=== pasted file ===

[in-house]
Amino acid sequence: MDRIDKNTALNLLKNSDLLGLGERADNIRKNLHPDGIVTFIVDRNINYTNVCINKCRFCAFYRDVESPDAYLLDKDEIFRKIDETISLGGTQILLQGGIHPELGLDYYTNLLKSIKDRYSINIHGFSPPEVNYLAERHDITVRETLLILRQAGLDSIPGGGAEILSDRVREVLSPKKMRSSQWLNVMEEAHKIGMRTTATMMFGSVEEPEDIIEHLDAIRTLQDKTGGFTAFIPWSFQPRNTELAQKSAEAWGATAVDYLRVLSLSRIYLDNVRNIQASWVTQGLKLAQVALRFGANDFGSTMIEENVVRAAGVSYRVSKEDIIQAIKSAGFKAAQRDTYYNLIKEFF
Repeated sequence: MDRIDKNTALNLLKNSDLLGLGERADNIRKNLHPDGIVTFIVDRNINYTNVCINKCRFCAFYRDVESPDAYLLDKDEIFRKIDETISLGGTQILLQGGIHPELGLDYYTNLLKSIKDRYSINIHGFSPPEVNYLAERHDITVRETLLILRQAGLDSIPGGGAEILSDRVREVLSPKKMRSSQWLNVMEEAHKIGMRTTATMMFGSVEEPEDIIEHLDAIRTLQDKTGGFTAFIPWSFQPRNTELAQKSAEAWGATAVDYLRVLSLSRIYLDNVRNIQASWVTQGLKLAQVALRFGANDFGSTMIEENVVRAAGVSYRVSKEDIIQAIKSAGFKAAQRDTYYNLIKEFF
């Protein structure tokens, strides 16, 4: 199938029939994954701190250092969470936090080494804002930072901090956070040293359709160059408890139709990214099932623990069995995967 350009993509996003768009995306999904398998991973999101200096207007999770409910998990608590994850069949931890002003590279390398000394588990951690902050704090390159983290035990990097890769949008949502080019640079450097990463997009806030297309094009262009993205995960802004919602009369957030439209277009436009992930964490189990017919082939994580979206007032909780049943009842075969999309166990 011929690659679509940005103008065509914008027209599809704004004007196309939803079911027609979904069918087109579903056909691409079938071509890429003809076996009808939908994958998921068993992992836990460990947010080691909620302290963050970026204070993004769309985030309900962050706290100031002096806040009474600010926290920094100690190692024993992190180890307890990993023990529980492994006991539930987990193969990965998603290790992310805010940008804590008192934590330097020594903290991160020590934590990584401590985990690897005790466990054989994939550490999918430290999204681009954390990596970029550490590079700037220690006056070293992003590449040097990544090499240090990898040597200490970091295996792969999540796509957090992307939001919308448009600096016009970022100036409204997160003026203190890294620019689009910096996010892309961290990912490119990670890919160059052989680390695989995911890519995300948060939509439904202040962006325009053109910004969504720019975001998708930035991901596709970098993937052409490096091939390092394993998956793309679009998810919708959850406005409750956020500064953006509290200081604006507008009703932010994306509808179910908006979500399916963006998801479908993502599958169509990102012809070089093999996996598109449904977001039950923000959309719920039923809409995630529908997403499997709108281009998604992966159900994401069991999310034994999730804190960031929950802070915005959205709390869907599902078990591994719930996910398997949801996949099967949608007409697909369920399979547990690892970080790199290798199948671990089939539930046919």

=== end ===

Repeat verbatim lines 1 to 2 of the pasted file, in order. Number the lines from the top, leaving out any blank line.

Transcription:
[in-house]
Amino acid sequence: MDRIDKNTALNLLKNSDLLGLGERADNIRKNLHPDGIVTFIVDRNINYTNVCINKCRFCAFYRDVESPDAYLLDKDEIFRKIDETISLGGTQILLQGGIHPELGLDYYTNLLKSIKDRYSINIHGFSPPEVNYLAERHDITVRETLLILRQAGLDSIPGGGAEILSDRVREVLSPKKMRSSQWLNVMEEAHKIGMRTTATMMFGSVEEPEDIIEHLDAIRTLQDKTGGFTAFIPWSFQPRNTELAQKSAEAWGATAVDYLRVLSLSRIYLDNVRNIQASWVTQGLKLAQVALRFGANDFGSTMIEENVVRAAGVSYRVSKEDIIQAIKSAGFKAAQRDTYYNLIKEFF